Latino USA

Archive for the ‘Health’ Category

Living with Alzheimer’s: The Obando Family

As life expectancy increases and the U.S. population goes grayer, more people live longer with degenerative diseases like Alzheimer’s. This disease is not just tragic, it’s fatal. Right now Alzheimer’s in the sixth leading cause of death in the U.S; it affects more than 5 million Americans, and it’s hitting Latino families with full force. In this piece, we examine the social and cultural factors that place special burdens on Latinos who are directly affected by Alzheimer’s. María Hinojosa spent time with the Obando family in Queens, New York to get a glimpse of what it’s like to live with Alzheimer’s. This story is produced by Nusha Balyan, edited by María Emilia Martin, and mixed by Jones Audio Productions. It’s part of a year-long series examining health issues facing Latinos. Latino USA’s year-long look at Latinos and Health is made possible by funding from Pfizer Helpful Answers®, a family of patient assistance programs for the uninsured and underinsured who need help getting Pfizer medicines.

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The Agonizing Wait For A Donor

For people suffering from blood related diseases, including Leukemia, a bone marrow transplant can be the cure.

The perfect matches come from relatives and one’s own ethnicity. But when it comes to life-saving bone marrow transplants, Latinos and other people of color have a much lower chance at finding a match. As part of our series examining health issues facing Latinos, this documentary produced by Habiba Nosheen and Lisa Desai, tells us what can be done to change things.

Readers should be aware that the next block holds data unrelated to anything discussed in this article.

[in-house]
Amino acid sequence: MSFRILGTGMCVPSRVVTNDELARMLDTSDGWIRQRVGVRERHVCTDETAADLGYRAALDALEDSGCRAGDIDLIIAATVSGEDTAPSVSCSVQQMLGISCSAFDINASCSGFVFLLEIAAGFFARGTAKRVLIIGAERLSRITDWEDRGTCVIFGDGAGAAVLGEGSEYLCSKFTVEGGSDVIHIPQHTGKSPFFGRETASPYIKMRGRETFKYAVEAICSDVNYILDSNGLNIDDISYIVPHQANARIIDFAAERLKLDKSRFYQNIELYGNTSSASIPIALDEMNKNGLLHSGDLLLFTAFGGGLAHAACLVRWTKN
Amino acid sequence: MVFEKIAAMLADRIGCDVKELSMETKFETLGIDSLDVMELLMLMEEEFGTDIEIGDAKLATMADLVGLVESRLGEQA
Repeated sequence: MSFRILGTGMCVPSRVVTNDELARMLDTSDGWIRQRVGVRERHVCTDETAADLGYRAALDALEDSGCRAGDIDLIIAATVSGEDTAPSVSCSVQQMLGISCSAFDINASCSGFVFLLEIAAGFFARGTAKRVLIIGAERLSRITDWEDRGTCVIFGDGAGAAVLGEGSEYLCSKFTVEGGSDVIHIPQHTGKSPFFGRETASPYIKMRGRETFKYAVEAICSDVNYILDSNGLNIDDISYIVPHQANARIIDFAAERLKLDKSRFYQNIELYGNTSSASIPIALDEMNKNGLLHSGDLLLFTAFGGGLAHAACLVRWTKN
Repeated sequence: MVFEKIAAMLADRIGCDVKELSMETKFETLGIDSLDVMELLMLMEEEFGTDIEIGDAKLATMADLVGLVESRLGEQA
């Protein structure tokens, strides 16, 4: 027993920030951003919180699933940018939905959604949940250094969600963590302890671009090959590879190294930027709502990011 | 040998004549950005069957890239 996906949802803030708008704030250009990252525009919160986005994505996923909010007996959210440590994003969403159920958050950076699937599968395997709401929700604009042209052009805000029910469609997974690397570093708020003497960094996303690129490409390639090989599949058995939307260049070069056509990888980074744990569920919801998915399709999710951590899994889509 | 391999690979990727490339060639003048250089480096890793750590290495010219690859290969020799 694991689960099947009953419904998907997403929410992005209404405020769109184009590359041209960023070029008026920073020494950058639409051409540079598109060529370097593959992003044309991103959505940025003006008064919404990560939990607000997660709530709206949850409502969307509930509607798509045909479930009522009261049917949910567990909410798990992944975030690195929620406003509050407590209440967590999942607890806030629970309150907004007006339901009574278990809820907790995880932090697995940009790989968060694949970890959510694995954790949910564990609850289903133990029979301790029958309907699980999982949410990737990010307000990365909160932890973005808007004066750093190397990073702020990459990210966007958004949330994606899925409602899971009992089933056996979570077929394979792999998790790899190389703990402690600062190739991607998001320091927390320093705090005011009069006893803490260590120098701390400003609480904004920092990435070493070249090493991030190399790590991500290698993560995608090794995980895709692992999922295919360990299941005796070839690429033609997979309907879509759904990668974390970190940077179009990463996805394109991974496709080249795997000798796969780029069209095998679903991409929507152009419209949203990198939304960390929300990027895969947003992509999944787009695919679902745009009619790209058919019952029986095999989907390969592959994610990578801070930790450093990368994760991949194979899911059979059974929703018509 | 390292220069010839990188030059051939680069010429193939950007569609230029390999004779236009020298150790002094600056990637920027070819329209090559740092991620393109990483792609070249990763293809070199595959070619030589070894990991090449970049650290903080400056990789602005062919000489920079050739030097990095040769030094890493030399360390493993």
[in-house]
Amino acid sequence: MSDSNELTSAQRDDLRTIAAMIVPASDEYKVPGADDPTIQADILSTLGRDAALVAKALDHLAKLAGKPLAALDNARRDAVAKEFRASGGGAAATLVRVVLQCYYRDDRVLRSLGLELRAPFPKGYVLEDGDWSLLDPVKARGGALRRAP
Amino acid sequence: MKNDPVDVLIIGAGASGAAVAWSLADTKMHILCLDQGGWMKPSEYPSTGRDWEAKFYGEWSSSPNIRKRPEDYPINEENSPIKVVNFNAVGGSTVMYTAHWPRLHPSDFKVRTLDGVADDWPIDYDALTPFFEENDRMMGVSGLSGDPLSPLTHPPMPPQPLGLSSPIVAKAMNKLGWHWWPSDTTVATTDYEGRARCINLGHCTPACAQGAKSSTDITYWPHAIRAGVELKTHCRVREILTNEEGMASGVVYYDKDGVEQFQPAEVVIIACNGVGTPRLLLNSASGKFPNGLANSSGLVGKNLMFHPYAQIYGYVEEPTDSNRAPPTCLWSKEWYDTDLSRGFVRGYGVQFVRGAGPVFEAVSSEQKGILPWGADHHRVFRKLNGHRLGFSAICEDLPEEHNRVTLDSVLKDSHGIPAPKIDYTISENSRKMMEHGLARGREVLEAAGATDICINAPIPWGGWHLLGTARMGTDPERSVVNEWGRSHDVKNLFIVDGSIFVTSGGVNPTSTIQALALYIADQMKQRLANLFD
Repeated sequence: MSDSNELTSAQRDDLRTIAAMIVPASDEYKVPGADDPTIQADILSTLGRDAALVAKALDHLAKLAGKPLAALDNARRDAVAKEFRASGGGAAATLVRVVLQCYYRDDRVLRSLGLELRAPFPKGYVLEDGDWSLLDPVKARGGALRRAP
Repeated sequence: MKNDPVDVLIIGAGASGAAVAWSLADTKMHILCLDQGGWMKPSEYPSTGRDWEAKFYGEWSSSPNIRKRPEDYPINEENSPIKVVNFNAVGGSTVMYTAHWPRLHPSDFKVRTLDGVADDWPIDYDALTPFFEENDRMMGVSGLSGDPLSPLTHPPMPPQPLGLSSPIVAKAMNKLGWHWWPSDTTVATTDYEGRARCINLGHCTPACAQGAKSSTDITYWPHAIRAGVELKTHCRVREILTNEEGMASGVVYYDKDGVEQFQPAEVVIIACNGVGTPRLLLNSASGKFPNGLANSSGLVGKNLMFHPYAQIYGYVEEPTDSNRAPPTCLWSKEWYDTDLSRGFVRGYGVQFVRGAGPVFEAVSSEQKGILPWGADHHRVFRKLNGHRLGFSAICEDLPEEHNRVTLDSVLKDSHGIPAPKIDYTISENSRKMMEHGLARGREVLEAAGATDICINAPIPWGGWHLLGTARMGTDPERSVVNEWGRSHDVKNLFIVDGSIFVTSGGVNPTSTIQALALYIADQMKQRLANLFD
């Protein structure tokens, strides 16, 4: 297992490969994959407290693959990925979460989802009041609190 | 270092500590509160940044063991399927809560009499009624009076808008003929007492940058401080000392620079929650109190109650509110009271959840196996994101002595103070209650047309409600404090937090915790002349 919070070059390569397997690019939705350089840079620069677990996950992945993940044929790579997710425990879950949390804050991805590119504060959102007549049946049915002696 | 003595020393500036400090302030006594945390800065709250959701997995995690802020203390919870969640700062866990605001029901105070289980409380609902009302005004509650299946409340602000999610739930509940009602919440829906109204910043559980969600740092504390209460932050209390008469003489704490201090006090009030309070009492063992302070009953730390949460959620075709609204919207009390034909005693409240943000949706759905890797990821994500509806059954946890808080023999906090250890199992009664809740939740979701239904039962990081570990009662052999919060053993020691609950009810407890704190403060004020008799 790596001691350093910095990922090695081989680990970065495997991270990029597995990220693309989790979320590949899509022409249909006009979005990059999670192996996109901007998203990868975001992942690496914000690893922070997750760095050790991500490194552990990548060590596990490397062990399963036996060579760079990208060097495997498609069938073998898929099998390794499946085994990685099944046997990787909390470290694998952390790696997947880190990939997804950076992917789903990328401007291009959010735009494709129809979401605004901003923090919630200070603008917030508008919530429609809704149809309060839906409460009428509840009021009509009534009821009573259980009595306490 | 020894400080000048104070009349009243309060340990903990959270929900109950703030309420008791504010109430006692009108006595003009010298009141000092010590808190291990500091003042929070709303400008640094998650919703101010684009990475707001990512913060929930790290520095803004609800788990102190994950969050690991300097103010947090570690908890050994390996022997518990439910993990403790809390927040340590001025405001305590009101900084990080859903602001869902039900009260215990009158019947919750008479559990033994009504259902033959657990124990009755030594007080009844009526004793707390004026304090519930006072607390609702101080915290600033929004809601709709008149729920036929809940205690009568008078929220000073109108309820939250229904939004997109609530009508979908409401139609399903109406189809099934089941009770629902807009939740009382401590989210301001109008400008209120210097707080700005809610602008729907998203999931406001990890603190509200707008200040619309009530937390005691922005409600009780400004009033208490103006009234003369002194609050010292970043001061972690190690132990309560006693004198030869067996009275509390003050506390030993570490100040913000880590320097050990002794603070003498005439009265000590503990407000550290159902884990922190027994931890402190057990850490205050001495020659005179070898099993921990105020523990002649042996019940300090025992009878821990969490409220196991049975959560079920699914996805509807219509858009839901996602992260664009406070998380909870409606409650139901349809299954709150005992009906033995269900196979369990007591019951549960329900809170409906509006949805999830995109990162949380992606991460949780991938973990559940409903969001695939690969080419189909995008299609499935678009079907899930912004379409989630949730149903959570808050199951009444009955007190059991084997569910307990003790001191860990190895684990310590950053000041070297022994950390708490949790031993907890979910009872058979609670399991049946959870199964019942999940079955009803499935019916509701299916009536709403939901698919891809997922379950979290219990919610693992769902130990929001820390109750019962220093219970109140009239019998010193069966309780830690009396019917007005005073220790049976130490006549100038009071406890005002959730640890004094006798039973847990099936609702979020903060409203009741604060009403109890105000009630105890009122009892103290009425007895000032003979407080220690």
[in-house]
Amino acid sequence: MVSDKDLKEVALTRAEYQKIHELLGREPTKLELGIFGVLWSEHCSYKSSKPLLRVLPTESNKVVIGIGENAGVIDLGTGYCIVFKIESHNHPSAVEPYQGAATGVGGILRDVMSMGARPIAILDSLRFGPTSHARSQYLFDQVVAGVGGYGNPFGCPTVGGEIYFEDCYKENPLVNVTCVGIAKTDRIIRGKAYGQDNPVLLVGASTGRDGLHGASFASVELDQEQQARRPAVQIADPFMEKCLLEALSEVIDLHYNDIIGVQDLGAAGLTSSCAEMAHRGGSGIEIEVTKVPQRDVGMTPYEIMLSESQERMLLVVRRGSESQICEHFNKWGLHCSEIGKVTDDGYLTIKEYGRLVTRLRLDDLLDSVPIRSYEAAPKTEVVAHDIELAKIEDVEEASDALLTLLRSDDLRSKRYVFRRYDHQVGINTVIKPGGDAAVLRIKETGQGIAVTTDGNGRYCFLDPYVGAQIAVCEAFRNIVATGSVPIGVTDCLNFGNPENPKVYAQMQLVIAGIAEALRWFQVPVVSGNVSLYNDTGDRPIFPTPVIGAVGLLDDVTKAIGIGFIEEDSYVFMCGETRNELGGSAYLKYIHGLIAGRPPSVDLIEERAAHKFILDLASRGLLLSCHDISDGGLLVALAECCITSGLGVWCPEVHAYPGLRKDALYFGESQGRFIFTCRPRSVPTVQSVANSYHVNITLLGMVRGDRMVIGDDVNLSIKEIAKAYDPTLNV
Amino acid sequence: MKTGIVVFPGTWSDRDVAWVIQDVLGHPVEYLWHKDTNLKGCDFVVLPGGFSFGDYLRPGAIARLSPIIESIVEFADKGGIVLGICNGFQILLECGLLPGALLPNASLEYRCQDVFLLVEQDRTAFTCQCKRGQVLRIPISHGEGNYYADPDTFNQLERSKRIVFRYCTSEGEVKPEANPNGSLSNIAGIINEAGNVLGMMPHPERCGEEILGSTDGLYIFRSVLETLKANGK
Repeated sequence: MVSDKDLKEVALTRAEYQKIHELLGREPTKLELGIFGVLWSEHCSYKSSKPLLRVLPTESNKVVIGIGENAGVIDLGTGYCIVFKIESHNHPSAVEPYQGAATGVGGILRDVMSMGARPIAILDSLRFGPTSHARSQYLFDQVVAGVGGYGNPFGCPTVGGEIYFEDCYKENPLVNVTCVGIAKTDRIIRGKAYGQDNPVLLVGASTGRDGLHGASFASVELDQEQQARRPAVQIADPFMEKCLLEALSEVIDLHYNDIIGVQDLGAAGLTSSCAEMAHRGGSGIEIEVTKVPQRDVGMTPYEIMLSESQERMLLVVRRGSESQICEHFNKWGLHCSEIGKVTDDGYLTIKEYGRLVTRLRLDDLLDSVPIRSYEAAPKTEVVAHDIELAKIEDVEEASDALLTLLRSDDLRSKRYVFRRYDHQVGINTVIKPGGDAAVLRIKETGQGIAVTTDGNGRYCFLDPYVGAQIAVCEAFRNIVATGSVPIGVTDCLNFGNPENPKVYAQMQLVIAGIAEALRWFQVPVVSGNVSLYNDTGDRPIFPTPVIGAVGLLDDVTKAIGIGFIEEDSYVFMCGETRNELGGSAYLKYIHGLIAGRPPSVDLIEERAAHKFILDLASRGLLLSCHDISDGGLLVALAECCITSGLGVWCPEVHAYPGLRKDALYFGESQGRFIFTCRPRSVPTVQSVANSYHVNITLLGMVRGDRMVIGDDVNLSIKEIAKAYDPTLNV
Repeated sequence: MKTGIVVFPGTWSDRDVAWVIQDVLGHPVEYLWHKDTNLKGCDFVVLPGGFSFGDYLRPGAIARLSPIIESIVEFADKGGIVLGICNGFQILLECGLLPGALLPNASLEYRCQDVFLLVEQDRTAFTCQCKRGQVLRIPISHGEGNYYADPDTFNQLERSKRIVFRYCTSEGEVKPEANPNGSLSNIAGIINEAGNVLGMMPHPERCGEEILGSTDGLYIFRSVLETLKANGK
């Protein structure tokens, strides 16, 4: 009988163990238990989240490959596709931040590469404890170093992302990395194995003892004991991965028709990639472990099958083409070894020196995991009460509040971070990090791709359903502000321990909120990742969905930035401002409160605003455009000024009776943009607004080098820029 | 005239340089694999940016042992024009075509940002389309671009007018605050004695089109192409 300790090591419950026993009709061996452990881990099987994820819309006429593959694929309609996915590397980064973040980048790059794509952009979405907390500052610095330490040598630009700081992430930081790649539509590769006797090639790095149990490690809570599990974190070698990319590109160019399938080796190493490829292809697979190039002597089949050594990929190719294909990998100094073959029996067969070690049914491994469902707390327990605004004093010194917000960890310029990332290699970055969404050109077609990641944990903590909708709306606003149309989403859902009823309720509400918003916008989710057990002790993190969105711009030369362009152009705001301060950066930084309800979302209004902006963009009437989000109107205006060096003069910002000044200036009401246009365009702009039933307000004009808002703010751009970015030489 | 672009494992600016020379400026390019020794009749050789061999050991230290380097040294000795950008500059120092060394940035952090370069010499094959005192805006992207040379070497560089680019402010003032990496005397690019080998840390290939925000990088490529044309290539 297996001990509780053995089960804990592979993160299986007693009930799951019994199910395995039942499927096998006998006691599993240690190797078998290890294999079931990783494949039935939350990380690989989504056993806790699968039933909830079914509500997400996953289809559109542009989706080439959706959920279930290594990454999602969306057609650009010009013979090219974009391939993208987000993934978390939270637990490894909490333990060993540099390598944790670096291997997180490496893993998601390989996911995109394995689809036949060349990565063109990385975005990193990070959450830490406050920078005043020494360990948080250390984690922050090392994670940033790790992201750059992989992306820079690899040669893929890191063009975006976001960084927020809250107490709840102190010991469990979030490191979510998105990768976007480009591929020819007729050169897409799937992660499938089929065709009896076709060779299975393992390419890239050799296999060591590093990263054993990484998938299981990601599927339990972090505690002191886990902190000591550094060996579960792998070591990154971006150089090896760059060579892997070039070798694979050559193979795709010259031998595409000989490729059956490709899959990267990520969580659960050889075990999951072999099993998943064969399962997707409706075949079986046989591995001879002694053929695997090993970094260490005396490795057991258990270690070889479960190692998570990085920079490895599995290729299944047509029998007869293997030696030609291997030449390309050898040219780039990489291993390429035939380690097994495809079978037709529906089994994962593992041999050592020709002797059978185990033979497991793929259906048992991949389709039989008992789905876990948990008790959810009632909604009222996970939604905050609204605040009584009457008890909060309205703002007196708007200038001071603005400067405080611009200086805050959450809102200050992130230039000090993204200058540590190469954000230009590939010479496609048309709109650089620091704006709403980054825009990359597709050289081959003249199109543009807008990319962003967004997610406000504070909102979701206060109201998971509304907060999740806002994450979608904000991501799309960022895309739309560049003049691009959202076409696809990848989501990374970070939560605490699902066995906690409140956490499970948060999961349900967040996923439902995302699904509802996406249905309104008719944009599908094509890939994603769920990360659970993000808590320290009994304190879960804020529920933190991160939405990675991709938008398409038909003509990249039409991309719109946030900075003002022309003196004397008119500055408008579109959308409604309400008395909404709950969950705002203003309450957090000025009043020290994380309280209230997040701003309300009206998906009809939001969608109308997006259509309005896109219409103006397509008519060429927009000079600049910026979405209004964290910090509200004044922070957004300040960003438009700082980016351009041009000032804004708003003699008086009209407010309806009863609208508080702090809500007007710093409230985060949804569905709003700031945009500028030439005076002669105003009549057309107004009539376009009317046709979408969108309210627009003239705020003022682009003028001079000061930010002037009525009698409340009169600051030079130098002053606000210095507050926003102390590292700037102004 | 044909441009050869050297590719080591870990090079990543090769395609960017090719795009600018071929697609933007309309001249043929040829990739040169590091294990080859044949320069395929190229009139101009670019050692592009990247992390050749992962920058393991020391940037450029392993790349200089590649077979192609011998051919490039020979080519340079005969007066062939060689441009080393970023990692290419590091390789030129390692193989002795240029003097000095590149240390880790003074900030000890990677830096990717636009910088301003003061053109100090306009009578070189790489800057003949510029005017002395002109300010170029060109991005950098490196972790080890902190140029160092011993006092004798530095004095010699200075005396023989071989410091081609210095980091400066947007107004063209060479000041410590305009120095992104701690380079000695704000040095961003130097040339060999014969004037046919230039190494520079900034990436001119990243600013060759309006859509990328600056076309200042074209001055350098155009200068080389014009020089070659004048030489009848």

Latino USA’s year-long look at Latinos and Health is made possible by funding from Pfizer Helpful Answers®, a family of patient assistance programs for the uninsured and underinsured who need help getting Pfizer medicines.

Click here to download an .mp3 of this segment.

YANIRA’S STORY

The numbers are shocking: one in seven Latinas in the U.S. will make an attempt to take her own life.

It’s not widely known or reported, but young Latinas attempt suicide at much higher rates than girls in other ethnic groups. Today on the program, we try to understand why. We have invited Dr. Luis Zayas to join us and to serve as our guide. Zayas teaches in Saint Louis, at both the School of Medicine at Washington University and at its School of Social Work, where he founded and directs the Center for Latino Family Research. It’s the only one of its kind in the nation: a social research center dedicated to Latino health, mental health, and family & community development in the U.S. and in Latin America.